Our understanding of the urine metabolome and its association with urinary tract disease is limited in cats.
We conducted a case-control study to characterise the feline urine metabolome, investigate its association with chronic kidney disease (CKD) and feline idiopathic cystitis (FIC), and assess its compositional relationship with the urine microbiome.
The urine metabolome of 45 owned cats, including 23 controls, 16 CKD, and 6 FIC cases, was characterised by an untargeted metabolomics approach using high-performance chemical isotope labelling liquid chromatography-mass spectrometry.
We detected 9411 unique compounds in the urine of controls and cases and identified 1037 metabolites with high confidence. Amino acids, peptides, and analogues dominated these metabolites (32.2%), followed by carbonyl compounds (7.1%) and carbohydrates (6.5%). Seven controls from one household showed a significant level of metabolome clustering, with a distinct separation from controls from other households (p value < 0.001). Owner surveys revealed that this cluster of cats was fed dry food only, whereas all but one other control had wet food in their diet. Accordingly, the diet type was significantly associated with the urine metabolome composition in our multivariate model (p value = 0.001). Metabolites significantly altered in this cluster included taurine, an essential amino acid in cats. Urine metabolome profiles were not significantly different in CKD and FIC cases compared with controls, and no significant compositional relationship was detected between the urine metabolome and microbiome.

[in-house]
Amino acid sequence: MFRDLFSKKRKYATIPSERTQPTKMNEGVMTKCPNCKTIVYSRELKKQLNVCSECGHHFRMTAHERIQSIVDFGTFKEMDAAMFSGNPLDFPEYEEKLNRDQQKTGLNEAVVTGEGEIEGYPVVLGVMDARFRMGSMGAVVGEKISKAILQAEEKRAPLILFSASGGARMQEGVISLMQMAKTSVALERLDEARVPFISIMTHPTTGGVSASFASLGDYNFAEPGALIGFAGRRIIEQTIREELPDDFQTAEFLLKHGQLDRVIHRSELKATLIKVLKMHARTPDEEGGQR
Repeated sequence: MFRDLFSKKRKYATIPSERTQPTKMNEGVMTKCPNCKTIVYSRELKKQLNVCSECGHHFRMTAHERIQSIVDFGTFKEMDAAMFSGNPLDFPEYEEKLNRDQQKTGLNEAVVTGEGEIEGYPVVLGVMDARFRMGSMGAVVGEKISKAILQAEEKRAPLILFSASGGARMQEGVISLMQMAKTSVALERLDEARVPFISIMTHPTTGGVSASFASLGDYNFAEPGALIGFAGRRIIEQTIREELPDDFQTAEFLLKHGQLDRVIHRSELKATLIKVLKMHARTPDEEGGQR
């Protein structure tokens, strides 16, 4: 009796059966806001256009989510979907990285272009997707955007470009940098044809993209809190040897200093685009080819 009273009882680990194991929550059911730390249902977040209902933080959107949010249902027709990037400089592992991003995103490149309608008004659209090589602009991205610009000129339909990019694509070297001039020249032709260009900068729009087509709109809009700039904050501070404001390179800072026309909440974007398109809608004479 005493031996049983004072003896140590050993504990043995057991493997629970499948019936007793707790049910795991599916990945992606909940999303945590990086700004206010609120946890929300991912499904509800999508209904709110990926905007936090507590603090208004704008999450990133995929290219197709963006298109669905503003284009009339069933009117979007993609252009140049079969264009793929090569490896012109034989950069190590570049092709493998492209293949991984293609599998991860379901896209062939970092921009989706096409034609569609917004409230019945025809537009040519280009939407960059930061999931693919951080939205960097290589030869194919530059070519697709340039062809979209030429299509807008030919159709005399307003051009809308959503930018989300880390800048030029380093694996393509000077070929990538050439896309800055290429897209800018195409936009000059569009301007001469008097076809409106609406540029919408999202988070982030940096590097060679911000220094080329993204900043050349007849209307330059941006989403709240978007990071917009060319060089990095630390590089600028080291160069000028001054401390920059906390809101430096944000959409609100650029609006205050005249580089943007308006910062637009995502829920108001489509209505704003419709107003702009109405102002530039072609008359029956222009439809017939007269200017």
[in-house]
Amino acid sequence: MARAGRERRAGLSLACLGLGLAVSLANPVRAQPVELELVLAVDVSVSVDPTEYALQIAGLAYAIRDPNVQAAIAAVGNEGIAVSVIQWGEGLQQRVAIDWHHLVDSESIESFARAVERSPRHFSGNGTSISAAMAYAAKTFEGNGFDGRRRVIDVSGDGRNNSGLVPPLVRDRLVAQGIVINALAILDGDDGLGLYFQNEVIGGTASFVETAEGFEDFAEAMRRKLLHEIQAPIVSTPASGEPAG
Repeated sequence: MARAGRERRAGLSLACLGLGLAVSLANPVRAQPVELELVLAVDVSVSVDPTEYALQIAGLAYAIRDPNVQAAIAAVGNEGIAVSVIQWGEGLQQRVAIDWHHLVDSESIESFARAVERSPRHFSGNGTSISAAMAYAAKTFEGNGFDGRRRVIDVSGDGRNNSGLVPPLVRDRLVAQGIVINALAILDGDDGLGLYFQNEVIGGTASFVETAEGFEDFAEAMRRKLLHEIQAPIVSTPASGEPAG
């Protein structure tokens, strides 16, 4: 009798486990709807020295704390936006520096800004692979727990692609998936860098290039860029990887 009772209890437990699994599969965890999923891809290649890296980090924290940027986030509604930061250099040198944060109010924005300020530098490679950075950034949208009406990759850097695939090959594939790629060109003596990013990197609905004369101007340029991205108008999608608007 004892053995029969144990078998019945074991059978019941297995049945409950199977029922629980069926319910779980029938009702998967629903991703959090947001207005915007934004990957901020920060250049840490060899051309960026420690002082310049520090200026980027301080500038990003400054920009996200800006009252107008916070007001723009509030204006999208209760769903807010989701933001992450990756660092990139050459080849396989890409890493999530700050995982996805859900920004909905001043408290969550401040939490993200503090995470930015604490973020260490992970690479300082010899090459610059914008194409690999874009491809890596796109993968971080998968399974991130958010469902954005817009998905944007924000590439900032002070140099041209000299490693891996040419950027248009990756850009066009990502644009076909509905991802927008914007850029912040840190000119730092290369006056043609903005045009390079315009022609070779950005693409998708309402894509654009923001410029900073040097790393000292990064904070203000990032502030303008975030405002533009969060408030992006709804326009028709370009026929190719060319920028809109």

Our study reveals in-depth diversity of the feline urine metabolome composition, and suggests that it can vary considerably depending on environmental factors.

© 2022. The Author(s).